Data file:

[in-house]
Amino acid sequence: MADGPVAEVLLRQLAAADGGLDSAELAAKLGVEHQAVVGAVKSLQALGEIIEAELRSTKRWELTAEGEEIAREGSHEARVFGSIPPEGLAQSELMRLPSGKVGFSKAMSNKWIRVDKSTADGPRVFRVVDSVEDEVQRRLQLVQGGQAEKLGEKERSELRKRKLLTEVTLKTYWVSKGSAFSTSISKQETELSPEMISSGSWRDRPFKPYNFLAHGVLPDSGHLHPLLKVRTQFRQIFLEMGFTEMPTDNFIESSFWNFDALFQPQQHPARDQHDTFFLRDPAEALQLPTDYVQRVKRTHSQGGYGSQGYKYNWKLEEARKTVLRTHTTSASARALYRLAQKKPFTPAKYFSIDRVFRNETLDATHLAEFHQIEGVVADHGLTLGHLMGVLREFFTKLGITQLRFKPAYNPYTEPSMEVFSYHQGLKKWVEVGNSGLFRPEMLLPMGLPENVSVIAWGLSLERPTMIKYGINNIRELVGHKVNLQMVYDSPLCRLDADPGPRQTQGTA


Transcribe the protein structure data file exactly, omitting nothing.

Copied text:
[in-house]
Amino acid sequence: MADGPVAEVLLRQLAAADGGLDSAELAAKLGVEHQAVVGAVKSLQALGEIIEAELRSTKRWELTAEGEEIAREGSHEARVFGSIPPEGLAQSELMRLPSGKVGFSKAMSNKWIRVDKSTADGPRVFRVVDSVEDEVQRRLQLVQGGQAEKLGEKERSELRKRKLLTEVTLKTYWVSKGSAFSTSISKQETELSPEMISSGSWRDRPFKPYNFLAHGVLPDSGHLHPLLKVRTQFRQIFLEMGFTEMPTDNFIESSFWNFDALFQPQQHPARDQHDTFFLRDPAEALQLPTDYVQRVKRTHSQGGYGSQGYKYNWKLEEARKTVLRTHTTSASARALYRLAQKKPFTPAKYFSIDRVFRNETLDATHLAEFHQIEGVVADHGLTLGHLMGVLREFFTKLGITQLRFKPAYNPYTEPSMEVFSYHQGLKKWVEVGNSGLFRPEMLLPMGLPENVSVIAWGLSLERPTMIKYGINNIRELVGHKVNLQMVYDSPLCRLDADPGPRQTQGTA